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eco_bach

Full Screen Animation performance

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Any Actionscript work I do is either AIR for mobile or AIR for Desktop (standalone installations, kiosks) etc. 

 

For ease of setup I usually must target full frame for any desktop applications.

 

Performance optimization is critical regardless.

 

When publishing AIR to the desktop, you have the option of 3 different rendering modes, DIRECT, CPU, and AUTO. From experimentation on a typical PC I've discovered that using AUTO give the best performance.(DIRECT mode seems better on my iMac, I assume this has to do with different GPU-CPU configurations)

 

A recent application uses Blitmask on a dozen horizontally scrolling Textfields. 

With a 120 fps targeted frame rate and HD (1920x1080) stage size I  easily average over 100fps.

 

 

But, the moment I set the application as being fullscreen, which represents a roughly 10% increase in overall pixel area, the application frame rate dropped to less than 24fps!! Apparent speed of actual tweening seems even slower, less than 12fps.

 

I am perplexed as to why this is so.

I also tried the fullscreen rect trick which works well for full screen video but this had no effect.

 

Can anyone suggest how I might improve fullscreen animations using TweenMax-Lite?

if (stage.displayState == StageDisplayState.NORMAL) {
stage.fullScreenSourceRect=new Rectangle(0, 0, 1920, 1080);
stage.displayState=StageDisplayState.FULL_SCREEN_INTERACTIVE;
} else {
stage.displayState=StageDisplayState.NORMAL;
}
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I'm 99.999% sure this has nothing to do with GSAP whatsoever. It's a graphics rendering issue in Flash. Think about it this way: let's say you've got all these nice bitmaps sized at 1000 pixels tall and you display them at their native size - perfect. 1000 rows of pixels in the image map to 1000 rows of pixels on the screen. Beautiful. But if you then change it so that 1000 rows of pixels must now map to 1100 pixels tall...uh oh, now Flash (and/or the GPU) has to do a bunch of extra calculations to do sub-pixel rendering.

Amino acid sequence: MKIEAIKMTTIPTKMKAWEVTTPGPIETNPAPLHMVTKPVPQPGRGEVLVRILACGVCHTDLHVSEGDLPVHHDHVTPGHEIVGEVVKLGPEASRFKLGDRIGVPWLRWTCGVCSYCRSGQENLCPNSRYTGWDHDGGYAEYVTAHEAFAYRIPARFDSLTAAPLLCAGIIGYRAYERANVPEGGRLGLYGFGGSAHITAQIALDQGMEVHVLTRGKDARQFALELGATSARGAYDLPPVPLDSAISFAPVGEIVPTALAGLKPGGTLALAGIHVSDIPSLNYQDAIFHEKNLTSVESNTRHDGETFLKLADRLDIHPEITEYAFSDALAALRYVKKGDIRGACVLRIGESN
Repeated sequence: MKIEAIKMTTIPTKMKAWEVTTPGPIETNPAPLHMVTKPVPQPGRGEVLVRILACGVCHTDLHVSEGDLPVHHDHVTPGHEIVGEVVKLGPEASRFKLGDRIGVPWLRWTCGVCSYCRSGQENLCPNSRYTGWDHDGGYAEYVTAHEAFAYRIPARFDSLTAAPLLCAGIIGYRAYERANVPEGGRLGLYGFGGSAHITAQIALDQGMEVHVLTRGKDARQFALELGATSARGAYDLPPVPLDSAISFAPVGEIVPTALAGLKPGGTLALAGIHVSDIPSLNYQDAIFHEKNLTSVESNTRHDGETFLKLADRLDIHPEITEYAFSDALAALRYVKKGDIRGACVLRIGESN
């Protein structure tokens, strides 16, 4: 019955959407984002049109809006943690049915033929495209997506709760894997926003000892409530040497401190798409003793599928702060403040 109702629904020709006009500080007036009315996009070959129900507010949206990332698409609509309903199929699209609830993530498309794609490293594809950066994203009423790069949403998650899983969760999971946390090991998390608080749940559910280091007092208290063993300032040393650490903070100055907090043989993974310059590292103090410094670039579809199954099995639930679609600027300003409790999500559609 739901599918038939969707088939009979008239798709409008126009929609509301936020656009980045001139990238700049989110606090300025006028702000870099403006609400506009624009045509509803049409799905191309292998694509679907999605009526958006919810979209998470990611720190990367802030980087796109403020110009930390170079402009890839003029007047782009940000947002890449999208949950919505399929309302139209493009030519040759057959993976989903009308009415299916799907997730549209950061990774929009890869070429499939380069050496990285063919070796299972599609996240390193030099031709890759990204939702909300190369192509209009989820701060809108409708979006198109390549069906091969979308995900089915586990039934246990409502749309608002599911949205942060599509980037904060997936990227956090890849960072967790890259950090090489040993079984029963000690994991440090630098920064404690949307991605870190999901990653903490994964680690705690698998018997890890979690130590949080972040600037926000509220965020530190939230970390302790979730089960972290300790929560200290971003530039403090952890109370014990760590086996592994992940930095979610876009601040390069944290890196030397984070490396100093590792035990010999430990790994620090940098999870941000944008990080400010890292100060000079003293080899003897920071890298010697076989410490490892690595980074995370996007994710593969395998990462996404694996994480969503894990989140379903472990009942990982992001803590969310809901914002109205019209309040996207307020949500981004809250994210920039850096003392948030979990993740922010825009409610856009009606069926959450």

Imagine a black background with a single 1px white horizontal line in your image that's on the 10th row of pixels - where does that map to now? Should it be on the 11th row? Technically it lands inbetween 2 rows, so Flash has to figure it out, and sometimes blur the line so that instead of one white line, there are two gray ones. 

 

I can see why you'd assume that only stretching an image 10% shouldn't introduce much extra work (maybe 10% extra work?) but it's not like that. Even stretching it 1% can create a big speed bump for the processor. And again, this has absolutely nothing to do with GSAP.

 

If you want the best performance, always have things render at their native size. Otherwise, you can try defining that fullscreen rect thing, but that isn't really a silver bullet as far as I know. You can check with Adobe to see what their recommendations would be (I don't remember reading anything like that). 

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I suspect there is actually something else going on here that only Adobe engineers can answer. After a lot of testing what I've discovered is that the full screen executable ALWAYS performs better with buttery smooth tweens when the Flash IDE is open. If I close the IDE, relaunch the executable, there is noticeable stutter.

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